Use this URL to cite or link to this record in EThOS: http://ethos.bl.uk/OrderDetails.do?uin=uk.bl.ethos.583086
Title: Hand and arm coordination during reach to grasp after stroke
Author: Pelton, Trudy A.
Awarding Body: University of Birmingham
Current Institution: University of Birmingham
Date of Award: 2013
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Abstract:
The research explores kinematic impairments of reach to grasp in patients with lesions involving the parietal cortex and cerebellum; brain areas considered important for controlling hand and arm coordination. The effectiveness of current targeted interventions is reviewed and a novel intervention tested in a proof of concept pilot study. The first study demonstrates that even though movements of people with parietal lobe and cerebellar lesions are characterised by prolonged duration and longer trajectories, coordination, expressed by correlation between kinematic features of transport and grasp, is comparable to controls. Coordination is also largely preserved after perturbations to the transport component. Slower movements, potentially controlled by other brain areas may compensate for latent impairments in hand and arm coordination. A systematic review identifies functional therapy, electrical stimulation and robot training as potential interventions for improving hand and arm coordination after stroke. However, insufficient evidence and heterogeneity in terms of the stroke population prevents definitive conclusions regarding effectiveness. A second empirical study examines a novel treatment approach by way of treatment targeted towards patients with these specific lesions. The study shows that high intensity, repetitive practice of reach to grasp with auditory rhythmic cueing is well tolerated by a sample of stroke patients with moderate upper limb impairments. Findings such as shorter wrist path trajectories provide early indications for improved motor control during reach to grasp. Results suggest a need for more challenging practice with higher dosage particularly as reach to grasp movements remain prolonged, despite training that emphasizes progression of speed.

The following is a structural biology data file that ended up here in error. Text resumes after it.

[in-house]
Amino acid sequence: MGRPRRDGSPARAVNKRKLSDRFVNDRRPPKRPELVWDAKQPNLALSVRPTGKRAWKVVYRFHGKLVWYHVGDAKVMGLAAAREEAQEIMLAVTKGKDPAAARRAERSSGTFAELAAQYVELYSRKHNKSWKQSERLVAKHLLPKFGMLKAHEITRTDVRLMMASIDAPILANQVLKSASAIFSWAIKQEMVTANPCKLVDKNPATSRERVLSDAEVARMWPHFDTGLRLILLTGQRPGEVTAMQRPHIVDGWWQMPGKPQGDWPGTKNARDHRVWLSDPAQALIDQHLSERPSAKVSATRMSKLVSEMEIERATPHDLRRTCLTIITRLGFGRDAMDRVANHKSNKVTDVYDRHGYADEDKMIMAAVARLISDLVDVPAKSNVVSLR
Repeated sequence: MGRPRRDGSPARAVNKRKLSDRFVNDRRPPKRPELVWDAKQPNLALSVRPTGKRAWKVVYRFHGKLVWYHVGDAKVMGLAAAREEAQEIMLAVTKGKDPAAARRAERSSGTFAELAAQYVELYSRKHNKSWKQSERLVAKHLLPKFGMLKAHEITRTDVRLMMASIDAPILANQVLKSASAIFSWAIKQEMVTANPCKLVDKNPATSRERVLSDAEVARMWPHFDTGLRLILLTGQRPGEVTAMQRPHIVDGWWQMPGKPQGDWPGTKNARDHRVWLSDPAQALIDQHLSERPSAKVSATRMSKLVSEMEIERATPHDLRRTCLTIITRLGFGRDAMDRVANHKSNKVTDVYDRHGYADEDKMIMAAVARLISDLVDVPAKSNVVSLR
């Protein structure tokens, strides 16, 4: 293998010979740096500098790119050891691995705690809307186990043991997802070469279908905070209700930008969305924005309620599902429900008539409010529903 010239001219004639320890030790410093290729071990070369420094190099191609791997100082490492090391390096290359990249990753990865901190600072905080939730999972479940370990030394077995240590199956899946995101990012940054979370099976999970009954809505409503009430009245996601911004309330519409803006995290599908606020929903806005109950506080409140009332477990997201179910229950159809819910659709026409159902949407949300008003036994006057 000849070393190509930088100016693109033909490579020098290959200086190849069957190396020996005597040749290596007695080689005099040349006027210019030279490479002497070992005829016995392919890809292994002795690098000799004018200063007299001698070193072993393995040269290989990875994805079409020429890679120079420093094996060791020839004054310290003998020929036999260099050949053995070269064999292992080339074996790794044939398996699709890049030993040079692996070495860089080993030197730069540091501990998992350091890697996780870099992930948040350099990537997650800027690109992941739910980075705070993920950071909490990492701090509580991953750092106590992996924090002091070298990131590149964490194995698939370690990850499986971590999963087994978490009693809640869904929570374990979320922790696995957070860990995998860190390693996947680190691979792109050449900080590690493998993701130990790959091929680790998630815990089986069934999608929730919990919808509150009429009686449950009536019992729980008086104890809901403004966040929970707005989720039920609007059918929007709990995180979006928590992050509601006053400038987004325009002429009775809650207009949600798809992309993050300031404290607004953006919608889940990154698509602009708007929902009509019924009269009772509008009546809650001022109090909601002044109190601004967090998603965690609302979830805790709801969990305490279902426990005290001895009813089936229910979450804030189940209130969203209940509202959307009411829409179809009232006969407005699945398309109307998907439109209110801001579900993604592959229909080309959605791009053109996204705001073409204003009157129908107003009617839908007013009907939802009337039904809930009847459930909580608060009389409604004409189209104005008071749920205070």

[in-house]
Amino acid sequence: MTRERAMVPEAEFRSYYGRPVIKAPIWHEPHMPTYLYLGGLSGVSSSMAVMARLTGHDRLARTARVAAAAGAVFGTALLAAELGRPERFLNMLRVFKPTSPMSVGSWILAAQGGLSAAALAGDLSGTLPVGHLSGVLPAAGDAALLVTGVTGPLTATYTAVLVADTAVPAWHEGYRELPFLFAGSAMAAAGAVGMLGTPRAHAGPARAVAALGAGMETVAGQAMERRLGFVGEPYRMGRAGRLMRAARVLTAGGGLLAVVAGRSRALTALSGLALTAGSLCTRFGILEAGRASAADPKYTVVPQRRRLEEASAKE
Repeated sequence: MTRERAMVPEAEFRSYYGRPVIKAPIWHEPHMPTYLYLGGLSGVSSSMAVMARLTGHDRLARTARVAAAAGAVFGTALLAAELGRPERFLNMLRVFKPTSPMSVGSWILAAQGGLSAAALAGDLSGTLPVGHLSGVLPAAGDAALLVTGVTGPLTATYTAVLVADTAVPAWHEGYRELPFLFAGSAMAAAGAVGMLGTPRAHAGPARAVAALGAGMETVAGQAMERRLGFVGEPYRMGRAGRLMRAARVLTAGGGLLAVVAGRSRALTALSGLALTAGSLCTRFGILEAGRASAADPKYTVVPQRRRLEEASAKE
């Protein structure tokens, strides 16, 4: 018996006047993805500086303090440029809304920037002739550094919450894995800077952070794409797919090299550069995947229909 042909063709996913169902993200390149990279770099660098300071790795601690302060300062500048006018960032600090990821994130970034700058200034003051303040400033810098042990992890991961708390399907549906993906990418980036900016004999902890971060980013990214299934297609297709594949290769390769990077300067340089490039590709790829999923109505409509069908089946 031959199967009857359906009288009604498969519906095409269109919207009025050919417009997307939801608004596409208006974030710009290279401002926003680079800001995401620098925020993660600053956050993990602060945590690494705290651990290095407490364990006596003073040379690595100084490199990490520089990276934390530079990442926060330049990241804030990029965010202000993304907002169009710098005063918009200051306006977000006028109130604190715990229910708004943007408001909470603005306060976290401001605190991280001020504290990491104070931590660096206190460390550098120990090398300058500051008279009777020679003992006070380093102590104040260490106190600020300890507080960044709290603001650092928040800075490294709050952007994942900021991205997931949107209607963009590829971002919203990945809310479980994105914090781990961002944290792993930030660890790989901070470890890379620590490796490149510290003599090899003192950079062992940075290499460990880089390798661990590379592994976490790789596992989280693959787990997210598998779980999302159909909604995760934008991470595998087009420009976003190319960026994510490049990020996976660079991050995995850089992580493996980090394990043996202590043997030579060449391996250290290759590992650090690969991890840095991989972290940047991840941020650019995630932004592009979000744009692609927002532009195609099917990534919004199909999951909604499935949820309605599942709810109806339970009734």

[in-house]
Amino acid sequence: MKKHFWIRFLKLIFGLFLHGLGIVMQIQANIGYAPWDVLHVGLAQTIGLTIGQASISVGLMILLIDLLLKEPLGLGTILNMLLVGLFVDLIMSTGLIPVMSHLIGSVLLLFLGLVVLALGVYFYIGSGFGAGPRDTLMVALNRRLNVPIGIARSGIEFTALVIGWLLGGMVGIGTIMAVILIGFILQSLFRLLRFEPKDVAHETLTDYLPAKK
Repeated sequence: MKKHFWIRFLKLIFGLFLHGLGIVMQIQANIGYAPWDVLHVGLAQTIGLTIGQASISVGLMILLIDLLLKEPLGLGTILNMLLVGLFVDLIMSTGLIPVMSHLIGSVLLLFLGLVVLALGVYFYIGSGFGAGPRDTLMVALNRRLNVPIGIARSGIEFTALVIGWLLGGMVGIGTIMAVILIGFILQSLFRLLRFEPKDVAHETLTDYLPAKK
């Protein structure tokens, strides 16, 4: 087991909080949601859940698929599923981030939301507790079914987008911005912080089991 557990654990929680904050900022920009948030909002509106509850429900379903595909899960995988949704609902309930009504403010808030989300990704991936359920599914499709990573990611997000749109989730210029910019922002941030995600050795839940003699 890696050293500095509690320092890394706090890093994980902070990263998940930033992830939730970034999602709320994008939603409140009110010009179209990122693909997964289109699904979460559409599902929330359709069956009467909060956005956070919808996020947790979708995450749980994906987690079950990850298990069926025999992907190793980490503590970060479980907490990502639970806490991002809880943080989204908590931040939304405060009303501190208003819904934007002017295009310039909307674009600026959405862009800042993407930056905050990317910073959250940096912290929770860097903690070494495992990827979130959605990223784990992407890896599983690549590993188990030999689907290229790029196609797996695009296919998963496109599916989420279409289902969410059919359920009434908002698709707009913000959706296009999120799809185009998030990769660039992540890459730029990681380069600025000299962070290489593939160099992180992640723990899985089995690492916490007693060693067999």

Supervisor: Not available Sponsor: Not available
Qualification Name: Thesis (Ph.D.) Qualification Level: Doctoral
EThOS ID: uk.bl.ethos.583086  DOI: Not available
Keywords: BF Psychology
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